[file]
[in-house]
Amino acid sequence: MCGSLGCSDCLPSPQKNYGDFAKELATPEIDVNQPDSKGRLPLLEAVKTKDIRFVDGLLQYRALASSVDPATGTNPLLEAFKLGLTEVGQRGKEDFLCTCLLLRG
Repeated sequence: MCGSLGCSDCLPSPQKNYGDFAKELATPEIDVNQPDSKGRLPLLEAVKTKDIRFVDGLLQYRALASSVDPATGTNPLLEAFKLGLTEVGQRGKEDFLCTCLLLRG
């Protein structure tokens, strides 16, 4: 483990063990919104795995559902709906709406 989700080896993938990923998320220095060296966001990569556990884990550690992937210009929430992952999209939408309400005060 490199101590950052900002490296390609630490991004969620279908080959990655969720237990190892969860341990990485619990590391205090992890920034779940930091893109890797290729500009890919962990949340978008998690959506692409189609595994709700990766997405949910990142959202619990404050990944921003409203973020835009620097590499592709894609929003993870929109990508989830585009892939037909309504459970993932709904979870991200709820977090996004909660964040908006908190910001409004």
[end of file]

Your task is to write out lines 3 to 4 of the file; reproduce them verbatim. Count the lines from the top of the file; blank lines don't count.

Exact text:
Repeated sequence: MCGSLGCSDCLPSPQKNYGDFAKELATPEIDVNQPDSKGRLPLLEAVKTKDIRFVDGLLQYRALASSVDPATGTNPLLEAFKLGLTEVGQRGKEDFLCTCLLLRG
């Protein structure tokens, strides 16, 4: 483990063990919104795995559902709906709406 989700080896993938990923998320220095060296966001990569556990884990550690992937210009929430992952999209939408309400005060 490199101590950052900002490296390609630490991004969620279908080959990655969720237990190892969860341990990485619990590391205090992890920034779940930091893109890797290729500009890919962990949340978008998690959506692409189609595994709700990766997405949910990142959202619990404050990944921003409203973020835009620097590499592709894609929003993870929109990508989830585009892939037909309504459970993932709904979870991200709820977090996004909660964040908006908190910001409004």